According to one London-based credit derivatives dealer, private, bilateral deals are becoming an increasingly large part of the synthetic securitisation market. For these private deals, static credit portfolios are created off dealers’ exotic derivatives trading books. So, for example, a dealer could sell a triple-B tranche to an investor without having to issue any other part of the capital structure.
Van Acoleyen added that she expected managed synthetic CDOs to eventually predominate over static deals, as management should allow structures to be more robust during challenging credit environments.
Some investors in older synthetic CDOs have had their fingers burnt as defaults eat through tranches. Cognisant of this, dealers are pitching restructuring – that is, the swapping of troublesome names in a reference portfolio, for more attractive credits - as a solution to investment underperformance.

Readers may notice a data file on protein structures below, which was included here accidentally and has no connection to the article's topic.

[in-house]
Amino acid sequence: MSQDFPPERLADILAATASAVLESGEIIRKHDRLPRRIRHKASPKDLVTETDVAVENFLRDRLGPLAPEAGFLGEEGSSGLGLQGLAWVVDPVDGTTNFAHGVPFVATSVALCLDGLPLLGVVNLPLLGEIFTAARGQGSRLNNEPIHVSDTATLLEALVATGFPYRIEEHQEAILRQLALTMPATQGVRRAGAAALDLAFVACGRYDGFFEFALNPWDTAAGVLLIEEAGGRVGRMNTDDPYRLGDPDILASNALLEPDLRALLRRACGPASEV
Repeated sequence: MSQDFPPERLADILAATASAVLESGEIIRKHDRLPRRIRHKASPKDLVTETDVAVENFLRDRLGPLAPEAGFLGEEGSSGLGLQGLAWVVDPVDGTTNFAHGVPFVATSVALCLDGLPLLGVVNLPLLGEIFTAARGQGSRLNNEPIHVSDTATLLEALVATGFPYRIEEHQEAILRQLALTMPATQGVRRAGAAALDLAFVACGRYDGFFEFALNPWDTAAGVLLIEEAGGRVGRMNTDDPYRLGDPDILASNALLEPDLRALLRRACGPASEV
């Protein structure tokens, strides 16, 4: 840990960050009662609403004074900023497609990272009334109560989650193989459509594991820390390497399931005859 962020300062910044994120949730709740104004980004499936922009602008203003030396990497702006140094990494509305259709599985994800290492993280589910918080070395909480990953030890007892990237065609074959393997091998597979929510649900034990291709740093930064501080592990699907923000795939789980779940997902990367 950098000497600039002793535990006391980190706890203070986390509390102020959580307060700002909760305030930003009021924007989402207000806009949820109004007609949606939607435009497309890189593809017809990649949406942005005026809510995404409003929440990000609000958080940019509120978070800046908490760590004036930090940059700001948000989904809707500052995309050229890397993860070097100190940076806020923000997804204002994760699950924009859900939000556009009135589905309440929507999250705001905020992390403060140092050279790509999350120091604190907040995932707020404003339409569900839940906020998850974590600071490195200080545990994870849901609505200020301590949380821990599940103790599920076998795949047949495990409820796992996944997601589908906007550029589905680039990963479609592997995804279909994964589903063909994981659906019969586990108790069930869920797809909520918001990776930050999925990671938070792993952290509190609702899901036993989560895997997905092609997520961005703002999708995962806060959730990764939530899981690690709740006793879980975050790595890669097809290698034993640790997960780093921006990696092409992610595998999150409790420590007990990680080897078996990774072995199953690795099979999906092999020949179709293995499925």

According to several dealers, investors are also asking them to restructure tranches issued by other firms and to create bespoke credit exposures from a portfolio of several tranches from different deals. “There are some tricky hedging issues when you are trading individual parts from different kinds of synthetic,” Alan Shaffran, London-based head of European credit derivatives at Citigroup, told Risk this month (See Risk, October: Realigning Exposures, page S6). The evaluation of correlated credit risk, for example, can be difficult at the best of times.